I am one of the 4,017,000 Americans born in 1954, who are in turn among the 39,964,000 born in the 1950s. My impending 60th birthday, in other words, is a drop in the ongoing flood of such anniversaries. The attendant individual assessments are inseparable from collective ones since, as we’ve learned to say, the personal is sociological.

Those of us who arrived in the 1950s are the biggest part of the Baby Boom, the demographic bulge generally defined as comprising Americans born between 1946 and 1964. We also, apparently, identify ourselves more strongly as Boomers than do those older and, especially, younger than we are. Barack Obama, though born in 1961, wrote in The Audacity of Hope that he considered the political turmoil under President Bill Clinton (born in 1946) and George W. Bush (also 1946, six weeks before Clinton) part of “the psychodrama of the baby-boom generation—a tale rooted in old grudges and revenge plots hatched on a handful of college campuses long ago.”

“Long ago.” That stings. So does the fact that the 15-year gap between the age of his two predecessors and the 44th president’s raises the strong possibility that out of almost 40 million prospects, not one American born in the 1950s will wind up in the Oval Office. The politicians most likely to contest the 2016 election include some born in the 1940s (Joe Biden, Hillary Clinton, Mitt Romney, Elizabeth Warren, Jim Webb); the 1960s (Chris Christie, Martin O’Malley, Rand Paul, Scott Walker); and the 1970s (Ted Cruz, Bobby Jindal, Marco Rubio, Paul Ryan). Hopes that the 1950s cohort will finally put a run on the board rest, precariously, on Jeb Bush, Mike Huckabee, Rick Perry, and Rick Santorum.

If it turns out that the 1950s never produce a president, it will be one of only three calendar decades in the nation’s history to share this dubious distinction. (The others were the 1810s and the 1930s, the latter of which had the good excuse of having a Baby Bust instead of a Boom.) Is America telling those born in the 1950s that for judgment and maturity it’s still a safer bet to rely on our older siblings, even as we’re now preparing to sign up for Medicare? But also that when boldness and vigor are called for, they want to see real athletes on the field, not a sad, embarrassing Old Timers’ Game?

It wasn’t supposed to work out this way. The generation of Americans that had all those babies back in the 1950s needed to think well of their big investment in the future. As a result, we grew up hearing endless, ruinous praise for our hypostasized wisdom and virtue. Time magazine’s “Man of the Year” in 1966 was the entire generation of Americans under the age of 25, hailed for their “vast commitment toward a kindlier, more equitable society” and being “in many ways…markedly saner, more unselfish” than their elders. The kindly, equitable, sane, and selfless 21st-century America we were supposed to deliver is adjacent to Brigadoon, but the Baby Boomers’ invincible self-regard goes on and on.

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Sixty, though, means that that particular frug is just about up. By this point, whatever we’re going to do, we’ve pretty much already done. And the list of things we haven’t done corresponds very closely to the list of ones we’re never going to do. People entering their seventh decade have faced this reality for the history of the species, of course, but it’s more jarring for those who heard so much about our youthful promise: years after we’ve stopped being youthful or promising, we still anticipate prodigious achievements over the horizon.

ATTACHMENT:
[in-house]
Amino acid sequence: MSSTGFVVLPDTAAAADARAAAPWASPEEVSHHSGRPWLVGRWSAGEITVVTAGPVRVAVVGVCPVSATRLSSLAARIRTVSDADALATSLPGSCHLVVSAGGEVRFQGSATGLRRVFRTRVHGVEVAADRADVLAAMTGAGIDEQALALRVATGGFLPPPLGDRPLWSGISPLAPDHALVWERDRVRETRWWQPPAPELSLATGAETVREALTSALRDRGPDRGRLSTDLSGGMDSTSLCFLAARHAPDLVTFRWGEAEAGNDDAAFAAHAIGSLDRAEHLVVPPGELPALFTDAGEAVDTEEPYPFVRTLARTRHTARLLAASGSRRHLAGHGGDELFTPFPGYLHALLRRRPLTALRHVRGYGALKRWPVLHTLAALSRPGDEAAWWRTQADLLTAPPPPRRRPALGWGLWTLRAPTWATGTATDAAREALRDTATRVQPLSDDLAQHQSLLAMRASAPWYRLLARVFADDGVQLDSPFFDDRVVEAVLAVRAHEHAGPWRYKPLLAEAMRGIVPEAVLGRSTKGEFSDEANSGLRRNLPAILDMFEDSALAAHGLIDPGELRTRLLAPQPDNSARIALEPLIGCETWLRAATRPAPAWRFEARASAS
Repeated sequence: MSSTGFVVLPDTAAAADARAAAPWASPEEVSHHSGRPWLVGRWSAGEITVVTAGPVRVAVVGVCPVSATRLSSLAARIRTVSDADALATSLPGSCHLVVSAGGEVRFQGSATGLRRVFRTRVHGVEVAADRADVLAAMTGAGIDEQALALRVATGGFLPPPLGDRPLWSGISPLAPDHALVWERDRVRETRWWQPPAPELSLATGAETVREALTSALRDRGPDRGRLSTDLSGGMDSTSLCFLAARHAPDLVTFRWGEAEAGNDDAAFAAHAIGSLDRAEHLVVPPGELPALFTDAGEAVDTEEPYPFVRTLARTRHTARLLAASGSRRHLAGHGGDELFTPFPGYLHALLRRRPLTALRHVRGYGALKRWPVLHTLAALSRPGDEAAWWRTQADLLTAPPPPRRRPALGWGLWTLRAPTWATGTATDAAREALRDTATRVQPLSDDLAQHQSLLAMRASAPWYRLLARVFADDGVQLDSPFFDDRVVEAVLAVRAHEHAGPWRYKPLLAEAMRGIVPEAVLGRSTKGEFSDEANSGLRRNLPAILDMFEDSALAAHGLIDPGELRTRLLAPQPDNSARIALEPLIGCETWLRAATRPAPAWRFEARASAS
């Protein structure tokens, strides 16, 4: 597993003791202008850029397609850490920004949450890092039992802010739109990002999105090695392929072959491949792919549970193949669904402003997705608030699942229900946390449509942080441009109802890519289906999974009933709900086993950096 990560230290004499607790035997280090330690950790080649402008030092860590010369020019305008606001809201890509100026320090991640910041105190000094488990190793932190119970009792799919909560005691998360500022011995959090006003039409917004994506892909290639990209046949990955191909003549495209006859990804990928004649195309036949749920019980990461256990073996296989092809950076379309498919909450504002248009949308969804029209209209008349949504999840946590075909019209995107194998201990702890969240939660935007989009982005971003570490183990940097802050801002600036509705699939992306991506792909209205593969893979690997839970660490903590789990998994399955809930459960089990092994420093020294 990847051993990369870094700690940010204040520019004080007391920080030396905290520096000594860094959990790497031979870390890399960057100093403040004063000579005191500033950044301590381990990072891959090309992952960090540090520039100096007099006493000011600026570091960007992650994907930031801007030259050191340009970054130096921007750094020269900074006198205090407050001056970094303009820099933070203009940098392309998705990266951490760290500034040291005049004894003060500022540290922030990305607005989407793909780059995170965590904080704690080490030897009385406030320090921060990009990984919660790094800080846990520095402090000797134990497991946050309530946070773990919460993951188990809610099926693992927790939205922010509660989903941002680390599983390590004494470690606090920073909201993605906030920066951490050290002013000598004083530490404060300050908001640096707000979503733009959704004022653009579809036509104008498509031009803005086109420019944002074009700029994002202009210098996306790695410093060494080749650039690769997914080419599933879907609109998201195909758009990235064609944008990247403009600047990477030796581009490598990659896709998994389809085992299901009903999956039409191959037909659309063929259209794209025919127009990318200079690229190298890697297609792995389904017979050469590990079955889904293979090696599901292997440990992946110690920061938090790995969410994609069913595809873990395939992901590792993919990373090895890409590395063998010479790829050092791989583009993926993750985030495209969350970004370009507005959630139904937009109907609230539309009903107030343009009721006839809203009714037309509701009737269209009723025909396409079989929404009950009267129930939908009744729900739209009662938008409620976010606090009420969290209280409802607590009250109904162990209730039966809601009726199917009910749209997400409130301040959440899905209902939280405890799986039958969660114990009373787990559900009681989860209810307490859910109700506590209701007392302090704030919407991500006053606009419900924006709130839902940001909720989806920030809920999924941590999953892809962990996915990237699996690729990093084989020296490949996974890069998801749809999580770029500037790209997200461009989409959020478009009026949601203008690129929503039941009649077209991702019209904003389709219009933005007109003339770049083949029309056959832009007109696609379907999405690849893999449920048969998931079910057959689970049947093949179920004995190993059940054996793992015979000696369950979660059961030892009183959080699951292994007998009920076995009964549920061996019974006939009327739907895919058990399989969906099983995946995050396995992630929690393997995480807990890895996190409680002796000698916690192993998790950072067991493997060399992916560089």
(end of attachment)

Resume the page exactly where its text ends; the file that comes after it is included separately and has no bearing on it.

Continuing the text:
Against the burden of being born near the exact middle of the millions of underachievers who checked in during the 1950s, I take some private consolation from the belief that my hypochondria and morbid gloom—embarrassments decades ago—are finally becoming age-appropriate. I like my favorite New Yorker cartoon better all the time—the one showing a man reading a newspaper’s obituary page, where we see all the articles’ headlines as he does: “Two Years Younger Than You.” “Exactly Your Age.” “Five Years Your Senior.” It turns out that the artist, Roz Chast, is five days younger than I am, and that her cartoon ran in 1993, when we were both 39. The misery that loves company, apparently, includes the type you go looking for as well as the misery that finds you.

Philip Larkin, by contrast, was a scamp of 55 when he wrote his last great poem, “Aubade.” It is a meditation on “unresting death”—“the anaesthetic from which none come round”—being “a whole day nearer now.” The inescapable awareness of “what’s really always there” makes “all thought impossible but how and where and when I shall myself die.” For Larkin that turned out to be of esophageal cancer; in a hospital in Hull, the Yorkshire city where he resided nearly his entire adult life; at the age of 63.

What lies beyond the grave is scarcely more mysterious than what lies just before it. Did Larkin, in those last days, follow the course strongly suggested by “Aubade”? “Being brave lets no one off the grave. Death is no different whined at than withstood.” Or did he obey the subtler implication that being a coward lets no one off the grave, either?

Better, I think, to resist, as long and defiantly as possible. How else to enjoy these final chapters’ incongruities? To be 60 in 2014, and at sea about popular culture, is to sympathize deeply with the parents and grandparents baffled by the British invasion. Ariana Grande, it turns out, is a singer—news that saved me from ordering an Ariana Decaf at Starbucks.